The Reserve Bank of India (RBI) headquarters in New Delhi. (Photographer: Anindito Mukherjee/Bloomberg)

Are We Set Up For A Prolonged Pause In Rates?

The Monetary Policy Committee’s decision to keep interest rates unchanged on Thursday was no surprise. But it’s decision to cut its inflation projections for the new financial year was. That decision has changed the economic narrative (at least temporarily) to one where interest rate hikes seem less likely over the course of the current financial year. This, despite the fact that one of the six members of the MPC has voted for a rate hike for two consecutive quarters.

The MPC expects Consumer Price Index inflation in the first half of the financial year at 4.7-5.1 percent. For the second half of the year, it projects inflation at 4.4 percent. Excluding the impact of house rent allowance revisions (which are seen as largely statistical), CPI inflation is projected at 4.4-4.7 percent in the first half of 2018-19 and 4.4 percent in the second half, said the MPC.

Importantly, the inflation projection put for 2019-20 also suggests that price pressures will remain in check despite an expected pick-up in growth. The monetary policy report, written by the RBI’s internal staff, said that inflation is expected at close to 4.5-4.6 percent in the next financial year.

If that is so, the MPC, which is mandated with keeping inflation in a 4 (+/-2 percent) band, may see little reason to hike rates.

“The downward revision to inflation forecasts is a positive surprise and suggests no imminent policy tightening. For now, the RBI remains in wait-and-see mode,” said Sonal Varma, chief India economist at Nomura in a note following the policy review.

Economists that BloombergQuint spoke with said that a change in rates is unlikely at least over the next few months, but cautioned that the picture could change in the second half of the year.

“I can see why the RBI has marked down its forecasts for the first half of the year. Where I was a little surprised was the cut in forecast for the second half of the year,” said Sajjid Chinoy, chief India economist at JPMorgan. Chinoy noted that there is greater clarity on the upside risks from increase in minimum support prices now and should have been factored into the inflation forecast for the second half of the year. Also the strong recovery on growth being projected by the RBI could add to inflation pressures, Chinoy said.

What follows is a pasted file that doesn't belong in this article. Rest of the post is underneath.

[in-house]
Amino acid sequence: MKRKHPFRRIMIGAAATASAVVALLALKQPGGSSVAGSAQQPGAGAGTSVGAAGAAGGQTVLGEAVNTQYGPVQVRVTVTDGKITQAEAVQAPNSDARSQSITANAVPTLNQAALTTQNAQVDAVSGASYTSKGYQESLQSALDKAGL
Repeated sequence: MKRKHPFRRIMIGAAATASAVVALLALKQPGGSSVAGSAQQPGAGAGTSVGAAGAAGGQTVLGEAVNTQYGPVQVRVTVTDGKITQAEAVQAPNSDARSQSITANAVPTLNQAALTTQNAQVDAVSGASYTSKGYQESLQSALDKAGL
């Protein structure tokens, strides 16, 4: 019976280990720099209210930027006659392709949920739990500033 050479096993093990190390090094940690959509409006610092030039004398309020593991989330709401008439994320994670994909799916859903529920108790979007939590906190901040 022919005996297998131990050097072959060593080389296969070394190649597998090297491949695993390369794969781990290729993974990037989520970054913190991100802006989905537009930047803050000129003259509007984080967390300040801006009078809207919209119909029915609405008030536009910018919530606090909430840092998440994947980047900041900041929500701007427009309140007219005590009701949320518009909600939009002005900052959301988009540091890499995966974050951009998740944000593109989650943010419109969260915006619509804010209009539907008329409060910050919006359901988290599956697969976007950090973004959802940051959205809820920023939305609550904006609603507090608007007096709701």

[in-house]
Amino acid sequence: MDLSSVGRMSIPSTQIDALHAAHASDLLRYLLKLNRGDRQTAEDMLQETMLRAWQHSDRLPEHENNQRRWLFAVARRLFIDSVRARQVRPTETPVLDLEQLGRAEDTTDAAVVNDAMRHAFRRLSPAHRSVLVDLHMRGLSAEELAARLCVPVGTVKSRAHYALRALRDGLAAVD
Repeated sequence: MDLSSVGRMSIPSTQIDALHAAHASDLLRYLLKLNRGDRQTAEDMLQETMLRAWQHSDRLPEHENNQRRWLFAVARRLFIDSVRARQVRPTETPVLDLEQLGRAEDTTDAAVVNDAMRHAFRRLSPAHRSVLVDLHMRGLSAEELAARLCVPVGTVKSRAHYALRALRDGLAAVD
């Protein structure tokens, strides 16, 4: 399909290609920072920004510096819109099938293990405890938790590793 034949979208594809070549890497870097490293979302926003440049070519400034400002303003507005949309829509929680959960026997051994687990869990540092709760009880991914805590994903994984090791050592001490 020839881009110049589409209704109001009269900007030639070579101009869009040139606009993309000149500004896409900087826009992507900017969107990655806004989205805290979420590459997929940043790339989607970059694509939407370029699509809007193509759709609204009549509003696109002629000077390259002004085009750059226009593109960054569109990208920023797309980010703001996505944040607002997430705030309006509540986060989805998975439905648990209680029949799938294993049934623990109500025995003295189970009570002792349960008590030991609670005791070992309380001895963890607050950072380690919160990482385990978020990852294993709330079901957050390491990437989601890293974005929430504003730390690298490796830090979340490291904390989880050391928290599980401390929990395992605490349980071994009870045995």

The combination of those factors - minimum support price, oil and higher growth made me believe that the second half inflation forecast should have been higher.
Sajjid Chinoy, Chief India Economist, JPMorgan

Saugato Bhattacharya, chief economist at Axis Bank Ltd. believes that rates will stay on hold for at least the next few policy meetings and any serious discussion on rate hikes is only likely to begin in the second half of the year. “Nothing before third quarter,” said Bhattacharya. He, too, believes that some upside risks to the second half inflation forecast may emerge.

Will rates stay on hold through the course of the financial year? You need to have data certainty before you take that call, said Bhattacharya.

One economist who has maintained a contrarian call for one last rate cut in August is Indranil Sen Gupta of DSP Merrill Lynch. He believes that inflation will surprise to the downside and leave room for one more rate cut to support growth. Chinoy does not see that possibility. Inflation would really have to surprise on the downside and consistently for the MPC to justify a rate hike, he said.

“We too are looking at an extended pause at least for 2018,” said Upasana Bhardwaj, economist at Kotak Mahindra Bank. Bhardwaj added that apart from moderate levels of inflation, the growth outlook will also warrant a pause in rates. While growth has picked up, it is still not broad based, said Bhardwaj.

The MPC expects GDP growth to revive to 7.4 percent in FY19 compared to 6.6 percent in FY18. Growth is likely to be underpinned by consumer demand, a modest pick-up in the investment cycle and a lower drag from exports.